Bisacodly is a diphenylmenthane stimulant laxative. The tannic acid present in the bisacodly tannex complex precipitates protein and its astringent effect decreases mucous secretion in the large intestine. Tannic acid also facilitates adherence of contrast media to mucous membranes. Tannic acid increases evacuation of the colon. Stimulant laxatives alter fluid and alectrolyte absorption, producing net intestinal fluid accumulation and laxation.
Some of these drugs may directly stimulate active intestinal ion secretion. Increased concentration of cyclic 3’,5’-adenosine monophosphate (cAMP), occurring in colonic mucosal cells following administration of stimulant laxatives, may alter the permeability of these cells and mediate active ion secretion thereby producing net fluid accumulation and laxative action. Stimulant laxatives mainly promote evacuation of the colon.
Following oral or rectal administration Bisacodly is converted to the active desacetyl metabolite bis(p-hydroxyphenyl)pyridyl-2-methane by intestinal and bacterial enzymes. Absorption from the gastro-intestinal tract is minimal with enteric-coated tablets, the small amount absorbed is excreted in the urine as the glucuronide. Bisacodly is mainly excreted in the faeces
Bisacodly is a laxative used for the treatment of constipation and for bowel evacuation before investigational procedures or surgery. It is usually effective within 6-12 hours after oral doses.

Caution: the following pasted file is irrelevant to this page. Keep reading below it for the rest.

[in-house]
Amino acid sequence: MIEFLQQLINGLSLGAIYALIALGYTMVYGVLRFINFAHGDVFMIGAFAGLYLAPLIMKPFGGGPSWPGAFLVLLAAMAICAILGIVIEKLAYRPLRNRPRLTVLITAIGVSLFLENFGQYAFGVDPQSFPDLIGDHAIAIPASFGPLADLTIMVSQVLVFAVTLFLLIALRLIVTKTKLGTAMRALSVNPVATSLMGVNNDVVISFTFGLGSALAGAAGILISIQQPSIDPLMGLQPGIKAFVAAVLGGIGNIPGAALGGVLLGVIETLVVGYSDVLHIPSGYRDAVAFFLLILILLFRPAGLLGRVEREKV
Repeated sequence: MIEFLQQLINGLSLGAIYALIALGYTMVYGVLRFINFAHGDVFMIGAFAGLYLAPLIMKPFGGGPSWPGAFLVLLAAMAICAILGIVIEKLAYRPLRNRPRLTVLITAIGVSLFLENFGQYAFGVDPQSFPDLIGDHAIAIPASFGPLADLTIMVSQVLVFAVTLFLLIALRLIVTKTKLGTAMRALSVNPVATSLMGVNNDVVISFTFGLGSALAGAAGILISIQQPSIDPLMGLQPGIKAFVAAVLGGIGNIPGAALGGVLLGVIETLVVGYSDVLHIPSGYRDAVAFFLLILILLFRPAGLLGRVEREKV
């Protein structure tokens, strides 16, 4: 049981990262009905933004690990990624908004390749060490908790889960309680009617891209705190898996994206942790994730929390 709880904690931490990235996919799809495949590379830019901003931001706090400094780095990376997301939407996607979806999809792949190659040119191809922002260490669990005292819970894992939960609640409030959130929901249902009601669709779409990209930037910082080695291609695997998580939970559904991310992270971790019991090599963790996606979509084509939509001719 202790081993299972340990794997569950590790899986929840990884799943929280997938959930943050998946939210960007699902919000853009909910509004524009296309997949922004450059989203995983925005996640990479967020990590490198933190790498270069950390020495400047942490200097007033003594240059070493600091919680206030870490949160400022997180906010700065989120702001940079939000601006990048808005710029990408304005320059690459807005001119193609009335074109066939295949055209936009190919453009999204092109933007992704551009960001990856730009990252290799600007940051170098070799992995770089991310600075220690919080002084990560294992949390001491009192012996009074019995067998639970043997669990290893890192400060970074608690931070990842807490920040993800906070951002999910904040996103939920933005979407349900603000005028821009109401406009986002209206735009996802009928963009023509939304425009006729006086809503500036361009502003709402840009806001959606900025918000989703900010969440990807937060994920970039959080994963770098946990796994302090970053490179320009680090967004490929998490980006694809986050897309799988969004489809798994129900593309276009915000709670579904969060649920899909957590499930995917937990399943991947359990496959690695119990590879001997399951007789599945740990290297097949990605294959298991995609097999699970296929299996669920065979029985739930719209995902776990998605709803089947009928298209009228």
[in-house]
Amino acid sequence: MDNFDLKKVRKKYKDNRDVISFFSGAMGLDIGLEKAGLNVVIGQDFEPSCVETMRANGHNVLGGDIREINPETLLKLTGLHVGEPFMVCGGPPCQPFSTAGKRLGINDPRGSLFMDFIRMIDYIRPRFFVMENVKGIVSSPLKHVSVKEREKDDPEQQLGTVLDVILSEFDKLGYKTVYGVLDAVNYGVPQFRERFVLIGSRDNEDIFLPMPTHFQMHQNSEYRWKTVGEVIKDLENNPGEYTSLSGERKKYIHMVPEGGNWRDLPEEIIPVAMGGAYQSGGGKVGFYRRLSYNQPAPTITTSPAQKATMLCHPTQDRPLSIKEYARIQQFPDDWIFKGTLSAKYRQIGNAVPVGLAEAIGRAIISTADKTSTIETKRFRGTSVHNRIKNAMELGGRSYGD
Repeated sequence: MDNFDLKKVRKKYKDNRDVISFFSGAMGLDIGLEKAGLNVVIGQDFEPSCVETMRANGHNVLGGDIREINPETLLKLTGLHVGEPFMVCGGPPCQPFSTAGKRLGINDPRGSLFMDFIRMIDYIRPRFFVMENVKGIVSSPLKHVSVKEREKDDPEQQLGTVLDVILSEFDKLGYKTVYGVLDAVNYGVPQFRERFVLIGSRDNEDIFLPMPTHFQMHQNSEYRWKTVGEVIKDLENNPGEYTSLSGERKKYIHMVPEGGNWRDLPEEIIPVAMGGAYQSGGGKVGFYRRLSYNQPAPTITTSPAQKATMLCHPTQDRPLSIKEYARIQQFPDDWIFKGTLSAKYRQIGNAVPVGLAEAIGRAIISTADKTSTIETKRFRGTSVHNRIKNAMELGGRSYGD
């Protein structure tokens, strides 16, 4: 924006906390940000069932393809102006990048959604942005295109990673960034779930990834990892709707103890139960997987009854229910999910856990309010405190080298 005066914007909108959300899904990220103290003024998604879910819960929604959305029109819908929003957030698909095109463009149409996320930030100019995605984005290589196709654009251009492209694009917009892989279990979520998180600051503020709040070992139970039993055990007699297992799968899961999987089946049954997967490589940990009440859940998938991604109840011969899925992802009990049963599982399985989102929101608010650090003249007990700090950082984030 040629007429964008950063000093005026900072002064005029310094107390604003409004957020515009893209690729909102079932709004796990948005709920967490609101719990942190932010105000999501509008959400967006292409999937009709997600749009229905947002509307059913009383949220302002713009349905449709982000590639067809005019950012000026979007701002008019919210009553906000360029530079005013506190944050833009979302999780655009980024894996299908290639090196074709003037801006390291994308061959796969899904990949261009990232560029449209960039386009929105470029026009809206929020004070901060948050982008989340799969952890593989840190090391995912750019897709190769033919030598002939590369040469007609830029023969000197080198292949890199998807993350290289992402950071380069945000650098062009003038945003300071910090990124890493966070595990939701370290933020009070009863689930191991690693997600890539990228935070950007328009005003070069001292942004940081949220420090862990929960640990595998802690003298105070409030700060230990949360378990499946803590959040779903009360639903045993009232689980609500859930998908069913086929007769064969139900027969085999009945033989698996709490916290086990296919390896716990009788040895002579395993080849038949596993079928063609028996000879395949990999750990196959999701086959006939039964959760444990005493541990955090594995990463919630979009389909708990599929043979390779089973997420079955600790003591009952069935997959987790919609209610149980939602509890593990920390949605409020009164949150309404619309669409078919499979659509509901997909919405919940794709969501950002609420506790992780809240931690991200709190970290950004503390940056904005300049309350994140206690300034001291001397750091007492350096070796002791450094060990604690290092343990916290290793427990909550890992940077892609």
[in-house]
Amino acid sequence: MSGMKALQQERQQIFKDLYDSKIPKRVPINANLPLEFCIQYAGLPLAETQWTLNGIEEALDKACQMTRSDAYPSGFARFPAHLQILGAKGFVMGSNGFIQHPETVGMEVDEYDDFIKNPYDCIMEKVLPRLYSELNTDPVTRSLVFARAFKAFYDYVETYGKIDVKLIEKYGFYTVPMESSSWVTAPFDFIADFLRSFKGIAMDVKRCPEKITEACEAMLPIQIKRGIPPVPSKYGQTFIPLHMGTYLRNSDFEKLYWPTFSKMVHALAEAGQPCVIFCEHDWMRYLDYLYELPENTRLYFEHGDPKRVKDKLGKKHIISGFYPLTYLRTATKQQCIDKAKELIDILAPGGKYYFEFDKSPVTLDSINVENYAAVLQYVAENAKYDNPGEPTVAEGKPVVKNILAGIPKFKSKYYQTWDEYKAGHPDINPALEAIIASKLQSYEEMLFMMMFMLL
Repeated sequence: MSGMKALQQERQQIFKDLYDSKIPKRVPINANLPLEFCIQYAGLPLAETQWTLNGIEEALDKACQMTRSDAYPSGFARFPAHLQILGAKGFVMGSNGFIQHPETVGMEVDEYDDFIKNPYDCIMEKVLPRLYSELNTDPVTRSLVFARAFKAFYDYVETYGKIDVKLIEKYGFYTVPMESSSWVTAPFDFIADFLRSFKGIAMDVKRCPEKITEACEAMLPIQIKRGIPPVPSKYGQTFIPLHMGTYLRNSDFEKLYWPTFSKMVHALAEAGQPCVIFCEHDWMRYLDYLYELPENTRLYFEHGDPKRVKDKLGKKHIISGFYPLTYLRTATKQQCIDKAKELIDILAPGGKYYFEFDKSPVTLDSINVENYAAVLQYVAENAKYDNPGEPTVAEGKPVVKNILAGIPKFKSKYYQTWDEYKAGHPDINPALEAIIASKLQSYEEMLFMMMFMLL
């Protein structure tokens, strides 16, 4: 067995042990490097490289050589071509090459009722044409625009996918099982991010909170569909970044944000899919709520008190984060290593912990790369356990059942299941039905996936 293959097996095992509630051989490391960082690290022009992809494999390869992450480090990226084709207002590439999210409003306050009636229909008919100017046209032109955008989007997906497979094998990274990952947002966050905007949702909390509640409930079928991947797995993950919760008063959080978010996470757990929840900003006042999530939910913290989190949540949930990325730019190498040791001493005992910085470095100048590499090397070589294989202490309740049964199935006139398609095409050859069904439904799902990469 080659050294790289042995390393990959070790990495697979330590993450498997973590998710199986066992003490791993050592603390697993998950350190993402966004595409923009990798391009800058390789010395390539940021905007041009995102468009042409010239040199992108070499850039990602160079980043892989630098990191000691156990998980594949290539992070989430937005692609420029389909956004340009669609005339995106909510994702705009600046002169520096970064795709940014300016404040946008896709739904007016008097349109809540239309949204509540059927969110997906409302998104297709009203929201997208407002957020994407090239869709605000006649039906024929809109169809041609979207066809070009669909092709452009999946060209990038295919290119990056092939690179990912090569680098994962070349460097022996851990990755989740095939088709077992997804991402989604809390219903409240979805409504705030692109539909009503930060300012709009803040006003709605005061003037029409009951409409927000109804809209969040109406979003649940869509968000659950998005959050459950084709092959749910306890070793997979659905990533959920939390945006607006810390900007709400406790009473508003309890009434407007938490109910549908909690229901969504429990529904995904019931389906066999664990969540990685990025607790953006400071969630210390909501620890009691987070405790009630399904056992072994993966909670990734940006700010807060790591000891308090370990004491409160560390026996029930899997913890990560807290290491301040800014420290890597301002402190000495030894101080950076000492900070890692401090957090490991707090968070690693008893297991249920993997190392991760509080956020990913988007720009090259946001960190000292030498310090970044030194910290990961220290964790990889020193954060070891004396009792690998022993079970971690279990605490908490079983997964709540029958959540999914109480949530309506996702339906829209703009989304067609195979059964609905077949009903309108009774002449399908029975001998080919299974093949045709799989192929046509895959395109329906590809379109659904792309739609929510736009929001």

Dosage and administration
Adults and children over 10 years: 5-10 mg at bedtime.
Children aged between 4 and 10 years: should only be given if recommended by the doctor
Usual doses: 5 mg at bed time
Children under 4 years: not recommended
Contraindications and warnings
As with other laxatives, prolonged use should be avoided. Bisacodly should not be given to patients with intestinal obstruction or acute abdominal conditions such as appenditis; care should also be taken in patients with inflammatory bowel disease. It should not be used in patients with severe dehydration.
Bisacodly and other stimulant laxatives may cause abdominal discomfort such as colic or cramps. Prolonged use or overdosage can result in diarrhea with excessive loss of water and electrolytes, particularly Potassium; there is also the possibility of developing an atonic non-functioning colon.
By increasing intestinal motility, all laxatives may potentially decrease transit time of concomitantly administered oral drugs and thereby decrease their absorption. In particular, tell your doctor or pharmacist if you are taking:
- Diuretics such as bendroflumethiazide or furosemide
- Steroid medicines such as prednisolone.